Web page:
Higher costs, future COVID-19 shutdowns weigh on dentists

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As the pandemic continues, dentists remain concerned about higher operating expenses, another COVID-19-related shutdown, and employees' inability to come to work, according to a study published online December 12 in the Journal of the American Dental Association.

However, dentists remain optimistic and anticipate monthly collections and net practice income that are the same or greater in 2022, the authors wrote.

"Despite shutdowns and workflow changes, dentists have financially rebounded and anticipate future growth," wrote the group, led by Dr. Laura Anne Jacox, PhD, an assistant professor at the University of North Carolina Adams School of Dentistry.

COVID-19 forced dental practices to make changes to workflow, including increasing the use of personal protective equipment and enhancing safety procedures. Although these changes were widely viewed as necessary, they have come at a cost. What these changes mean for the future financial security of dentists is not clearly understood.

To provide insight into dentists' professional and financial perspectives in the shadow of the COVID-19 pandemic, researchers sent a survey to members of the ADA and the American Association of Orthodontists. The survey was collected between February 15 and April 26 and there were 656 respondents.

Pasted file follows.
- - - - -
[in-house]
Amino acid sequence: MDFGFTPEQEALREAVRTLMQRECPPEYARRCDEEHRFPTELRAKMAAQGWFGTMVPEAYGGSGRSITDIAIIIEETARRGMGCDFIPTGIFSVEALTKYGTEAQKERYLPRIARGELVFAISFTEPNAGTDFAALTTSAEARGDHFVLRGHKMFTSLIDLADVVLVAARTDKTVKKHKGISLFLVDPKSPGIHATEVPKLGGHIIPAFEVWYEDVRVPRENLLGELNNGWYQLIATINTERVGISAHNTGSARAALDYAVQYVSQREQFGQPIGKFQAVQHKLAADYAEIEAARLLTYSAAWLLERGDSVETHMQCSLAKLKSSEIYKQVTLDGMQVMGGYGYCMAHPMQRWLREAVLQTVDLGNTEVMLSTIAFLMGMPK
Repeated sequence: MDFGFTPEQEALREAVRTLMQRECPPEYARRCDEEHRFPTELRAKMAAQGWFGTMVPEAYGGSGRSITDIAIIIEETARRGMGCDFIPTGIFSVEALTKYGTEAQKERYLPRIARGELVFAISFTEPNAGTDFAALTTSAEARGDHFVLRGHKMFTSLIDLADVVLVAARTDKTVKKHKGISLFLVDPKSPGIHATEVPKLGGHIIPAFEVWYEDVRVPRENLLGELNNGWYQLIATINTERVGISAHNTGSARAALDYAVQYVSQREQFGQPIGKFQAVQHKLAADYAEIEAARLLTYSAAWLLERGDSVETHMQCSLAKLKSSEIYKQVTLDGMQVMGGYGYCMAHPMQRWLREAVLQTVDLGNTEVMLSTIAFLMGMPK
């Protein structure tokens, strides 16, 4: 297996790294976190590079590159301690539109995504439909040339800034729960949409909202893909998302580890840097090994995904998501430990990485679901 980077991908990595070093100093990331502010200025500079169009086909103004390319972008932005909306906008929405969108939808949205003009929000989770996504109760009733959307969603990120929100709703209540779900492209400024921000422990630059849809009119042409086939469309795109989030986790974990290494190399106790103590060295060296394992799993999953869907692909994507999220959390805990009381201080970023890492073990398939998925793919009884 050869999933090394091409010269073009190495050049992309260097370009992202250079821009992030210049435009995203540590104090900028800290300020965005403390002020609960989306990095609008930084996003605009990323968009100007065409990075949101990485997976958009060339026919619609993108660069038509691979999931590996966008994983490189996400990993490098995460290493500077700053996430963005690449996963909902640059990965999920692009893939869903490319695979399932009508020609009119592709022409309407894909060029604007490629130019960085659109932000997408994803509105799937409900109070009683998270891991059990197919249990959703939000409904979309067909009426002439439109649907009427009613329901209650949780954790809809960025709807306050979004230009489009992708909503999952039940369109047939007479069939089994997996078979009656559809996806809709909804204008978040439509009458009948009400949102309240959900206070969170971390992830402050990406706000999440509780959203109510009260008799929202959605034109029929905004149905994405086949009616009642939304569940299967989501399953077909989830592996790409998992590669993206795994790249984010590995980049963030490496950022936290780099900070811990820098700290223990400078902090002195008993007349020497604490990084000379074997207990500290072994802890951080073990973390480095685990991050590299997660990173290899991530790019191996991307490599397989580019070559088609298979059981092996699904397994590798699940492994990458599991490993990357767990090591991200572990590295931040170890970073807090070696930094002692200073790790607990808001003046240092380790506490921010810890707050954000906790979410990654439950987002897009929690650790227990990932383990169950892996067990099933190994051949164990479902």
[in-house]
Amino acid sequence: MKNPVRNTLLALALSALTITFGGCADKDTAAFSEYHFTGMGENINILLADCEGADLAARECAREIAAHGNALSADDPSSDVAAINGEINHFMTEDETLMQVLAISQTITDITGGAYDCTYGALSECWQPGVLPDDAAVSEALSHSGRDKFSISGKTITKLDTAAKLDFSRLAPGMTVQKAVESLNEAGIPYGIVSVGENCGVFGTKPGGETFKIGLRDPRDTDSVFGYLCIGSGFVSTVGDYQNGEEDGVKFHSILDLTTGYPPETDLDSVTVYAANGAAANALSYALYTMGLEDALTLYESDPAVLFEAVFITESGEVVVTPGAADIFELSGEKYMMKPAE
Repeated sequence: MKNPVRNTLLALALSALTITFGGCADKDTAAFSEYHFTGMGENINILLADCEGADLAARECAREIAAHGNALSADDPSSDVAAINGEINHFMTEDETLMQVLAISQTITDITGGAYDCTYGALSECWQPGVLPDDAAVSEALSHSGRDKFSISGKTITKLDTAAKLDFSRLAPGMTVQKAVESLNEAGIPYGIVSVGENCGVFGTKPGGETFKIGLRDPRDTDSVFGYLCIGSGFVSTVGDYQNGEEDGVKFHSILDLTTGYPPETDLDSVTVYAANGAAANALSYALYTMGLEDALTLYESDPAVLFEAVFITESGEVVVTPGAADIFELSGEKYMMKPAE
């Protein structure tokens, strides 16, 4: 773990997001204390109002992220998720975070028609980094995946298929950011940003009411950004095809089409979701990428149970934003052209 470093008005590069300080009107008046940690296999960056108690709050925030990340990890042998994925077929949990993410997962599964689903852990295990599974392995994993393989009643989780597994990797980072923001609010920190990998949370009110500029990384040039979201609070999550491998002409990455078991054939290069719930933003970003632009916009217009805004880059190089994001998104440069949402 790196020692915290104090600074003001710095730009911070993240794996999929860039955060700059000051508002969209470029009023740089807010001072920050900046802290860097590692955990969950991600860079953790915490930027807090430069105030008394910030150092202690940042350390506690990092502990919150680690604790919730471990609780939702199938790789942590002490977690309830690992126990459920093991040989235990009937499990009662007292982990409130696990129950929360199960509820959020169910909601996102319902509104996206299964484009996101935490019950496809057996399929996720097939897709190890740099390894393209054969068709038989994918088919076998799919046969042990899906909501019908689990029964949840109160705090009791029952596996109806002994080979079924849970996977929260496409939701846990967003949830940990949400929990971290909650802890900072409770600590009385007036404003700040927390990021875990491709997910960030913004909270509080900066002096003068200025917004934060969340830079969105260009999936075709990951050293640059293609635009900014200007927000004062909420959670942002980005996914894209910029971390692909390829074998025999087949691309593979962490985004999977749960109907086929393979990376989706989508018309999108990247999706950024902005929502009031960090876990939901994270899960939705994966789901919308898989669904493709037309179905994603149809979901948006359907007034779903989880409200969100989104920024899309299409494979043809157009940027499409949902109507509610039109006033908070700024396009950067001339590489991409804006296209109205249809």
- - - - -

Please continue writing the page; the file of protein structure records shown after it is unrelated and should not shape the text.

As COVID-19 looms, clinicians have several concerns: Approximately 57% of clinicians reported the increased cost of providing dental treatment as one of their top three concerns. This included purchasing and using more personal protective equipment and implementing other safety-oriented workflow changes, such as commercial laundry services and air filtration, the authors wrote.

Dentists and orthodontists are also concerned about future lockdowns. Approximately 31% of clinicians reported a new wave of COVID-19 infections resulting in another shutdown as a concern. Following close behind, approximately 28% cited concern over employees' inability to come to work. Other concerns included practitioners' personal finances, contracting COVID-19, and reduced consumer demand.

Despite their concerns, clinicians are positive about the future. Approximately 82% anticipate collecting the same or more monthly collections in 2022, and approximately 78% expect to have the same or more net practice income, the authors noted.

The study had several limitations, including the response rate. The lower number of responses may be due to a lack of prescreening to see if clinicians were interested in participating, they wrote.

In the wake of vaccinations and the lifting of most restrictions in the U.S., dentists are optimistic about the future, Jacox and colleagues concluded.

"Most expect their finances and practice performance to remain the same or grow in the short-term and expect long-term improvements post-pandemic," they wrote.

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